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Autumn is most dangerous season for vehicle-deer crashes, collisions

’Tis the season.

Fall foliage. Oktoberfest. The middle of the Buffalo Bills schedule. Crisp, cool autumn days.

And car-deer season.

In fact, vehicles colliding with or avoiding animals – mostly deer – account for about twice as many accidents each year in New York State as the combined total of alcohol use, falling asleep at the wheel and drugs.

“Car-deer accidents can be traumatic, expensive and sometimes very dangerous,” Chautauqua County Sheriff Joseph A. Gerace said.

And fall is the most dangerous time of year.

In Chautauqua County, for example, almost one-third of the county’s 721 car-deer accidents last year occurred in October or November, with December not far behind.

There’s no mystery why. Fall is the season for deer mating and migration. That’s when the deer are on the move, so that’s when accidents most commonly occur.

“They’re moving from place to place, looking for food, and they’re hypnotized by headlights,” Gerace said. “When they see them, they freeze. It happens really quickly.”

Animal-vehicle collisions may be more common than most people think.

Of the 259,740 motor-vehicle crashes (involving death, injury or substantial property damage) that were reported to police in New York State in 2013, 9.3 percent listed “animal’s action” as a key factor. That was the fifth most common cause of crashes, following driver distraction, driving too closely, failure to yield the right-of-way and unsafe speed, according to the state Department of Motor Vehicles.

“Animal’s action” was listed as a key cause of 24,121 accidents in the state two years ago. That’s almost twice as many as the 12,252 accidents attributed to alcohol use, drugs and falling asleep combined. (But “only” five of those animal-involved accidents were fatal.)

Those are all statewide figures, including New York City, so the local percentage of animal-related collisions may be higher than 9.3 percent.

That’s especially true for the Erie County Sheriff’s Office, which often patrols the more rural, outlying towns that don’t have police departments.

Referring to the statewide 9.3 percent figure, Sgt. Eric Kaderli, who oversees the sheriff’s Crash Investigation Unit, said, “I think our percentage might be higher than that. It seems that every morning, when we look at complaints, there are a lot of ‘car-deers.’ ”

Animal-vehicle season already has started in Western New York, with two fatal accidents this month, one involving a deer and the other a cow.

At about 8:25 p.m. Monday, a 35-year-old motorcyclist from Little Valley in Cattaraugus County was killed after her vehicle struck a cow and then was hit by another motorcycle.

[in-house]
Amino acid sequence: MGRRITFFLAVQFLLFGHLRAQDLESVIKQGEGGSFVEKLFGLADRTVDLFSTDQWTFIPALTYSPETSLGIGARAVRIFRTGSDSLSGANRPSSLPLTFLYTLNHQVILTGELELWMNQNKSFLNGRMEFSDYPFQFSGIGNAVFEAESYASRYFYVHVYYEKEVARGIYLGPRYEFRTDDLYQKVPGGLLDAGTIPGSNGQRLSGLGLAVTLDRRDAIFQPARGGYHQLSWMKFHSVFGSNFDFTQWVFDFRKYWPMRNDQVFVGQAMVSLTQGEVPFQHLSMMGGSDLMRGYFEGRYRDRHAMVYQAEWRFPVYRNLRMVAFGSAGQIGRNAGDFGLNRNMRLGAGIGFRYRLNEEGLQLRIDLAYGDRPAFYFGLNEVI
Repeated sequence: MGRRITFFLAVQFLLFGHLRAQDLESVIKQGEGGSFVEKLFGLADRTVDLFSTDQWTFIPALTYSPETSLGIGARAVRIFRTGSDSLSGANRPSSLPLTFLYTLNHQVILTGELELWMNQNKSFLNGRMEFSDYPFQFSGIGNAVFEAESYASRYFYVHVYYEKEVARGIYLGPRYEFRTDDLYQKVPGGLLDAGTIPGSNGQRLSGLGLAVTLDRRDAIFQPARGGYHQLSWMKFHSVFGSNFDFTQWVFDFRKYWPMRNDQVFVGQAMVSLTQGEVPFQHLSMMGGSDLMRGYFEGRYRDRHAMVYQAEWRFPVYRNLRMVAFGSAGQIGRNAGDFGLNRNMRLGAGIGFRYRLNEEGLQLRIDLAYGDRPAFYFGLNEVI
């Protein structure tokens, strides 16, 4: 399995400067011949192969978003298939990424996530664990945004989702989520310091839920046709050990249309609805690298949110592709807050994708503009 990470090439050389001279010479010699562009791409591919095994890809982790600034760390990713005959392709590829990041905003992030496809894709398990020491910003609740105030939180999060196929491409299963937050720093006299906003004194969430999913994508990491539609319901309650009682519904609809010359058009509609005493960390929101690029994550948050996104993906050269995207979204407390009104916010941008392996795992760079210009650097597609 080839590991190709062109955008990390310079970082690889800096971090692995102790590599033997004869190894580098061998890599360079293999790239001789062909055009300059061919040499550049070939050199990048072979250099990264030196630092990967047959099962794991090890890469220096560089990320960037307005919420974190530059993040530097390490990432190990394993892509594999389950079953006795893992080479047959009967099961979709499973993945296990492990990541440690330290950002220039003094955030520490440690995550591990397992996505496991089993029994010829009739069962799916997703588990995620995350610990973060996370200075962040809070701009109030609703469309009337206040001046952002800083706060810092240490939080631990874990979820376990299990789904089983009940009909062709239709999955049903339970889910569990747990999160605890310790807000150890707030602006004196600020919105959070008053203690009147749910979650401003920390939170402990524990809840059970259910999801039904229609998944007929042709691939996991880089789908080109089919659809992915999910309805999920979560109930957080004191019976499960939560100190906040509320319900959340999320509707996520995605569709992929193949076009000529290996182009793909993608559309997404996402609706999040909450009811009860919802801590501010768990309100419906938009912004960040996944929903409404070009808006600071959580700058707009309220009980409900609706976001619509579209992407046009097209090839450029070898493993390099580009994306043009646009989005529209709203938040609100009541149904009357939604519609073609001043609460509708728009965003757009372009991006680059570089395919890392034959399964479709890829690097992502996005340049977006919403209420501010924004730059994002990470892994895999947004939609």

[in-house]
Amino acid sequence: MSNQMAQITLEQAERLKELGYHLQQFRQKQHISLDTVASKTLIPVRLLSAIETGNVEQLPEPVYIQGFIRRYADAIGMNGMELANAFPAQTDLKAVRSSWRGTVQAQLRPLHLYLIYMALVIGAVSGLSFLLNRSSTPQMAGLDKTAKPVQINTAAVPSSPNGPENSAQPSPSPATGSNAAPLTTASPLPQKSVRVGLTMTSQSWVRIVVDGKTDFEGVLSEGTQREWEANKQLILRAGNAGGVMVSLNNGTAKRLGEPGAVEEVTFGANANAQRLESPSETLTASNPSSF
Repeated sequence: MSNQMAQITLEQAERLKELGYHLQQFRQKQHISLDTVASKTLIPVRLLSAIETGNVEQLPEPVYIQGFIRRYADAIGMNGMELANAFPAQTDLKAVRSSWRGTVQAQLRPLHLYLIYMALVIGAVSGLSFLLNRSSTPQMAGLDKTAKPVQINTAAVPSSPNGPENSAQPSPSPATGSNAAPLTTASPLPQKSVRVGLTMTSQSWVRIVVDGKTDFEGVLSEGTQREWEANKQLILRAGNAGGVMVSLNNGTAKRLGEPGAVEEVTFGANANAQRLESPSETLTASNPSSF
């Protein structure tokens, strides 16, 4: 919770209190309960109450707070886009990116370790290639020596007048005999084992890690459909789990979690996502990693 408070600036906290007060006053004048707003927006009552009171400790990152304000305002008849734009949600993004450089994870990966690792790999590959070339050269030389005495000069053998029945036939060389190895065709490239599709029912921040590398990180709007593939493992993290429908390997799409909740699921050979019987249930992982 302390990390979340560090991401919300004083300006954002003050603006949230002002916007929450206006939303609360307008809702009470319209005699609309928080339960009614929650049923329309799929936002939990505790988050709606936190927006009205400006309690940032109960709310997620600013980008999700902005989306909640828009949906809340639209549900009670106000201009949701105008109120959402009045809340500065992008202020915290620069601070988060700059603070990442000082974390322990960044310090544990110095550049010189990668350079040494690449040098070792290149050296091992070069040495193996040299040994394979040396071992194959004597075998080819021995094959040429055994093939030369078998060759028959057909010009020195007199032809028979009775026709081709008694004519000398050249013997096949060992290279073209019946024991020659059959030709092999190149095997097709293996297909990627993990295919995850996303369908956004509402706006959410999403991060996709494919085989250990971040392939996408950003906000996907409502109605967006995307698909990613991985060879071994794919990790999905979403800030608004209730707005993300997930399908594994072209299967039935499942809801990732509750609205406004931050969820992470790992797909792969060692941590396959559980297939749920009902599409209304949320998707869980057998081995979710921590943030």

Nine days earlier, a 19-year-old Allegany County man was killed and his passenger seriously injured in an early-morning accident when their vehicle struck a deer, went down an embankment, hit several large rocks and landed in a creekbed.

It’s hard to find any obvious trend in the numbers of recent car-deer crashes, as seen by the data from Amherst, clearly one of the top locales for roaming deer.

Here are the numbers of “deer-vehicle” accidents reported by Amherst police, from 2010 through 2014: 457 in 2010, followed by 313, 373, 357 and 481.

Try finding any pattern in those numbers.

Anecdotal evidence from towns such as Amherst and Lancaster strongly suggests that deer have moved increasingly from mostly rural areas to the region’s more populated suburbs.

But Kaderli, from the Erie County Sheriff’s Office, added another factor.

“It’s not that the deer have moved into residential areas, it’s that the residential areas have moved to where the deer are,” Kaderli said. “You start building houses in heavily wooded areas, and it’s likely that you’re going to have more wildlife and deer.”

Emergency responders, especially those working in more rural areas, have seen their share of gruesome car-deer collisions.

Gerace, the Chautauqua sheriff, recalled one investigated by his department several years ago, when a deer smashed through the windshield and flew over the head of the ducking driver, before it thrashed around in the minivan’s back seat and then died.

First responders thought the driver had suffered a devastating injury.

“But the driver was just covered in the deer’s blood,” the sheriff said.

Gerace offered the most logical suggestion for cutting down on such collisions.

“Slow down. Slow down,” he emphasized. “People are overdriving their headlights. They’re going too fast to stop in time for what they see.”

Gerace offered about a dozen other suggestions to reduce the number of deer-vehicle collisions:

• Be aware of deer-crossing signs.

• Remember that deer are most active between 6 and 9 p.m.

• Use high-beam headlights as much as possible at night on rural roads.

• Don’t rely on car-mounted deer whistles.

• Realize that deer generally travel in herds. If you see one, others likely are nearby.

• Try not to swerve if a collision seems inevitable.

• And, following a collision, don’t attempt to remove a deer from the road, unless you’re sure it’s dead. An injured deer’s sharp hooves can easily hurt you.